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Advanced Forming

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Advanced Forming

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  1. Advanced Forming Sheet metal operations not performed on presses Apiwat Muttamara

  2. Roll Forming Figure 16.26 Schematic illustration of the roll-forming process.

  3. Stretch Forming Figure 16.30 Schematic illustration of a stretch-forming process. Aluminum skins for aircraft can be made by this method. Source: Cyril Bath Co.

  4. Tube Bending Figure 16.27 Methods of bending tubes. Internal mandrels, or the filling of tubes with particulate materials such as sand, are often necessary to prevent collapse of the tubes during bending. Solid rods and structural shapes can also be bent by these techniques.

  5. Manufacturing of Bellows Figure 16.29 Steps in manufacturing a bellows.

  6. Bulging Figure 16.28 (a) The bulging of a tubular part with a flexible plug. Water pitchers can be made by this method. (b) Production of fittings for plumbing, by expanding tubular blanks under internal pressure. The bottomof the piece is then punched out to produce a "T." Source: J. A. Schey, Introduction to Manufacturing Processes (2d ed.)

  7. Rubber Forming Process Figure 16.39 a) The ram descends, the rubber gradually surrounds the sheet. The form block can be made of wood plastic or other materials that are easy to shape.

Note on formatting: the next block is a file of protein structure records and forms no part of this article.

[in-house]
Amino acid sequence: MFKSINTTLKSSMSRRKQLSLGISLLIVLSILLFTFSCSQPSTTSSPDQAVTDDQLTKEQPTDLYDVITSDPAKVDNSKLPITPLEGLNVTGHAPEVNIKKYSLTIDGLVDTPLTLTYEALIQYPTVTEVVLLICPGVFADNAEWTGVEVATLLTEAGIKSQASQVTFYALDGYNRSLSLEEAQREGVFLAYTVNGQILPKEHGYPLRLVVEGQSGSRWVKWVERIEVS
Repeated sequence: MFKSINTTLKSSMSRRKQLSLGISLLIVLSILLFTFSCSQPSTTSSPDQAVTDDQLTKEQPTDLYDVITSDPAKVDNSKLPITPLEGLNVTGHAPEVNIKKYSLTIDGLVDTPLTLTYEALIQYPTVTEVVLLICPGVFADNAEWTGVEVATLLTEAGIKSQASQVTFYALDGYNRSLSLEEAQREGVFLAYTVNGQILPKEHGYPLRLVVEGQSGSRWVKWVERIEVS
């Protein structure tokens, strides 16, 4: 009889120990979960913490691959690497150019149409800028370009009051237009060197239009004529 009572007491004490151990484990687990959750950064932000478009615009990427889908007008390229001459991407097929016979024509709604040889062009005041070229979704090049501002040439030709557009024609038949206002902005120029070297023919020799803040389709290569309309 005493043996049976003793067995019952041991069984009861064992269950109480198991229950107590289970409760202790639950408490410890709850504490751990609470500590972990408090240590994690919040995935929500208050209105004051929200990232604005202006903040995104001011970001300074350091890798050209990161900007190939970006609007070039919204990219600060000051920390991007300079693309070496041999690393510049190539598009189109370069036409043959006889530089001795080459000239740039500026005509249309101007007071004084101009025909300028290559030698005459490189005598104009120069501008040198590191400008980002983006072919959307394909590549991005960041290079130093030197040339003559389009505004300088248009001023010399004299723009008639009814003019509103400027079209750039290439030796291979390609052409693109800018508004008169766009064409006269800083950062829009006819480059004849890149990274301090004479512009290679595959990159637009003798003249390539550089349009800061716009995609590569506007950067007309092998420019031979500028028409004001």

8. Hydroform Process Figure 16.39 The hydroform (or fluid forming) process. Note that, in contrast to the ordinary deep-drawing process, the pressure in the dome forces the cup walls against the punch. The cup travels with the punch; in this way, deep drawability is improved.

  9. Conventional Spinning Figure 16.40 (a) Schematic illustration of the conventional spinning process. (b) Types of parts conventionally spun. All parts are axisymmetric.

  10. Figure 16.41 (a) Schematic illustration of the shear spinning process for making conical parts. The mandrel can be shaped so that curvilinear parts can be spun. (b) Schematic illustration of the tube spinning process. Shear and Tube Spinning

  11. Explosive Forming Figure 16.44 (a) Schematic illustration of the explosive forming process. (b) Illustration of the confined method of explosive bulging of tubes.

  12. (a) (b) Magnetic-Pulse Forming Figure 16.45 (a) Schematic illustration of the magnetic-pulse forming process used to form a tube over a plug. (b) Aluminum tube collapsed over a hexagonal plug by the magnetic-pulse forming process.

  13. Cost Comparison for Spinning and Deep Drawing Figure 16.48 Cost comparison for manufacturing a round sheet-metal container either by conventional spinning or by deep drawing. Note that for small quantities, spinning is more economical.

  14. Laser Welding Production of an outer side panel of a car body, by laser butt-welding and stamping. Source: After M. Geiger and T. Nakagawa.

  15. Characteristics of Sheet-Metal Forming Processes